LUNG CANCER: The addition of chemotherapy to EGFR inhibitor therapy improved survival in advanced EGFR-mutant NSCLC in two independent studies, compared with targeted therapy alone
The addition of chemotherapy to EGFR inhibitor therapy improved survival in advanced EGFR-mutant NSCLC in two independent studies, compared with targeted therapy alone
Gefitinib Alone Versus Gefitinib Plus Chemotherapy for Non–Small-Cell Lung Cancer With Mutated Epidermal Growth Factor Receptor: NEJ009 Study
Hosomi et al Journal of Clinical Oncology 38, no. 2 (January 10, 2020) 115-123.
Epidermal growth factor receptor (EGFR) tyrosine kinase inhibitor combined with cytotoxic chemotherapy is highly effective for the treatment of advanced non–small-cell lung cancer (NSCLC) with EGFR mutations; however, little is known about the efficacy and safety of this combination compared with that of standard therapy with EGFR- tyrosine kinase inhibitors alone.
We randomly assigned 345 patients with newly diagnosed metastatic NSCLC with EGFR mutations to gefitinib combined with carboplatin plus pemetrexed or gefitinib alone. Progression-free survival (PFS), PFS2, and overall survival (OS) were sequentially analyzed as primary end points according to a hierarchical sequential testing method. Secondary end points were objective response rate (ORR), safety, and quality of life.
The combination group demonstrated a better ORR and PFS than the gefitinib group (ORR, 84% v 67% [P < .001]; PFS, 20.9 v 11.9 months; hazard ratio for death or disease progression, 0.490 [P < .001]), although PFS2 was not significantly different (20.9 v 18.0 months; P = .092). Median OS in the combination group was also significantly longer than in the gefitinib group (50.9 v 38.8 months; hazard ratio for death, 0.722; P = .021). The rate of grade ≥ 3 treatment-related adverse events, such as hematologic toxicities, in the combination group was higher than in the gefitinib group (65.3% v 31.0%); there were no differences in quality of life. One treatment-related death was observed in the combination group.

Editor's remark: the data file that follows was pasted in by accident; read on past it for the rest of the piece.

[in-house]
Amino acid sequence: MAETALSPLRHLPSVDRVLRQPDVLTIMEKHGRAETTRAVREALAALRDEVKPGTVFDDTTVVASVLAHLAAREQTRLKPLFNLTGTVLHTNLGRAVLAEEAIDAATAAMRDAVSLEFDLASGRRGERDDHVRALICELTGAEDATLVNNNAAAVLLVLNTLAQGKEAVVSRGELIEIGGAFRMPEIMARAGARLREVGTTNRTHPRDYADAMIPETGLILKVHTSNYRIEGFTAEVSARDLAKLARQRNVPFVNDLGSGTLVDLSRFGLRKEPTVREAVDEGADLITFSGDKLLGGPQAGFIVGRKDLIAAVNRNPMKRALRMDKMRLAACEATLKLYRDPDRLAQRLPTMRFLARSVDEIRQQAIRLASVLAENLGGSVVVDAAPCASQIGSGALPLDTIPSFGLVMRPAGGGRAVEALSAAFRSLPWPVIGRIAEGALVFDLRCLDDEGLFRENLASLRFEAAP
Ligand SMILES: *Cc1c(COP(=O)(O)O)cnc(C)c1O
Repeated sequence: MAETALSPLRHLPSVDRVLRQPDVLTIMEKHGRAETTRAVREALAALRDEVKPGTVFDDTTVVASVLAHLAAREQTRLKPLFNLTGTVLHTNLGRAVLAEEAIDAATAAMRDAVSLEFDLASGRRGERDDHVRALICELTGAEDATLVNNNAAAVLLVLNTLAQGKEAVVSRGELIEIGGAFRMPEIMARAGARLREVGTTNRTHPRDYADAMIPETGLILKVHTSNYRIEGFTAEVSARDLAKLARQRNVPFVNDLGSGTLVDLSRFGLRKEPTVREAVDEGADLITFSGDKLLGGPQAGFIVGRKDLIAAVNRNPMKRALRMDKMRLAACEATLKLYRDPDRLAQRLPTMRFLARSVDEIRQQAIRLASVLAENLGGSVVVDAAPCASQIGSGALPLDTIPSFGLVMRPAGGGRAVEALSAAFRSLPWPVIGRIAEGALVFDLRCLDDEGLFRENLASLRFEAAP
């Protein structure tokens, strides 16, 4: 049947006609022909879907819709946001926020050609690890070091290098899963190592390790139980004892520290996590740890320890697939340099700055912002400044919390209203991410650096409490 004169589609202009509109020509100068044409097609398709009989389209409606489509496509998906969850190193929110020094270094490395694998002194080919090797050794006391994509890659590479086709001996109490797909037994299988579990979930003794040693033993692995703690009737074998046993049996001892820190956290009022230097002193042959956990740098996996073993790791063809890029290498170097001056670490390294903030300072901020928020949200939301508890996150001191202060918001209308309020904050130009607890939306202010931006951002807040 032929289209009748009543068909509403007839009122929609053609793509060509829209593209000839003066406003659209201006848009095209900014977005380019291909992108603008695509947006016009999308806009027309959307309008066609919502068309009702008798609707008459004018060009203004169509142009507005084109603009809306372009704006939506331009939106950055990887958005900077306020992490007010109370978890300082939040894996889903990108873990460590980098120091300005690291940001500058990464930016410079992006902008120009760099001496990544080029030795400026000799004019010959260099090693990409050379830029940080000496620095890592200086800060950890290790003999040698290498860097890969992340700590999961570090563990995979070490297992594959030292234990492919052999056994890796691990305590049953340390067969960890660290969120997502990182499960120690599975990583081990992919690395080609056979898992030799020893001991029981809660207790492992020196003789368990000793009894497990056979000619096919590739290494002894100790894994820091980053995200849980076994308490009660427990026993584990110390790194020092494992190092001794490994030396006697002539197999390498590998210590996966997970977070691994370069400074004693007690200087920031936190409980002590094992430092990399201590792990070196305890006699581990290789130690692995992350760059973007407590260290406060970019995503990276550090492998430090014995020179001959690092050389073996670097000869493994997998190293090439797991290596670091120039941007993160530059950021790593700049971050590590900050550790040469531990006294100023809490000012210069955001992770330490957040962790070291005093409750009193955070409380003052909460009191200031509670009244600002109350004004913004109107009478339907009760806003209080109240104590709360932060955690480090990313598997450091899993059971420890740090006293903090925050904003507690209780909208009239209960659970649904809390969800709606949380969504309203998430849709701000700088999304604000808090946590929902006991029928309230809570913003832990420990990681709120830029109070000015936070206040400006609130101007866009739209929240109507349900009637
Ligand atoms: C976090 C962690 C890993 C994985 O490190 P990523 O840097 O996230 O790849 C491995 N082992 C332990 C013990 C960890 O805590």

Compared with gefitinib alone, gefitinib combined with carboplatin plus pemetrexed improved PFS in patients with untreated advanced NSCLC with EGFR mutations with an acceptable toxicity profile, although its OS benefit requires further validation.
Gefitinib Versus Gefitinib Plus Pemetrexed and Carboplatin Chemotherapy in EGFR-Mutated Lung Cancer
Norinha et al Journal of Clinical Oncology 38, no. 2 (January 10, 2020) 124-136.
Standard first-line therapy for EGFR-mutant advanced non–small-cell lung cancer (NSCLC) is an epidermal growth factor receptor (EGFR)–directed oral tyrosine kinase inhibitor. Adding pemetrexed and carboplatin chemotherapy to an oral tyrosine kinase inhibitor may improve outcomes.
PATIENTS AND METHODS
This was a phase III randomized trial in patients with advanced NSCLC harboring an EGFR-sensitizing mutation and a performance status of 0 to 2 who were planned to receive first-line palliative therapy. Random assignment was 1:1 to gefitinib 250 mg orally per day (Gef) or gefitinib 250 mg orally per day plus pemetrexed 500 mg/m2 and carboplatin area under curve 5 intravenously every 3 weeks for four cycles, followed by maintenance pemetrexed (gefitinib plus chemotherapy [Gef+C]). The primary end point was progression-free survival (PFS); secondary end points included overall survival (OS), response rate, and toxicity.
Between 2016 and 2018, 350 patients were randomly assigned to Gef (n = 176) and Gef+C (n = 174). Twenty-one percent of patients had a performance status of 2, and 18% of patients had brain metastases. Median follow-up time was 17 months (range, 7 to 30 months). Radiologic response rates were 75% and 63% in the Gef+C and Gef arms, respectively (P = .01). Estimated median PFS was significantly longer with Gef+C than Gef (16 months [95% CI, 13.5 to 18.5 months] v 8 months [95% CI, 7.0 to 9.0 months], respectively; hazard ratio for disease progression or death, 0.51 [95% CI, 0.39 to 0.66]; P < .001). Estimated median OS was significantly longer with Gef+C than Gef (not reached v 17 months [95% CI, 13.5 to 20.5 months]; hazard ratio for death, 0.45 [95% CI, 0.31 to 0.65]; P < .001). Clinically relevant grade 3 or greater toxicities occurred in 51% and 25% of patients in the Gef+C and Gef arms, respectively (P < .001).
Adding pemetrexed and carboplatin chemotherapy to gefitinib significantly prolonged PFS and OS but increased toxicity in patients with NSCLC.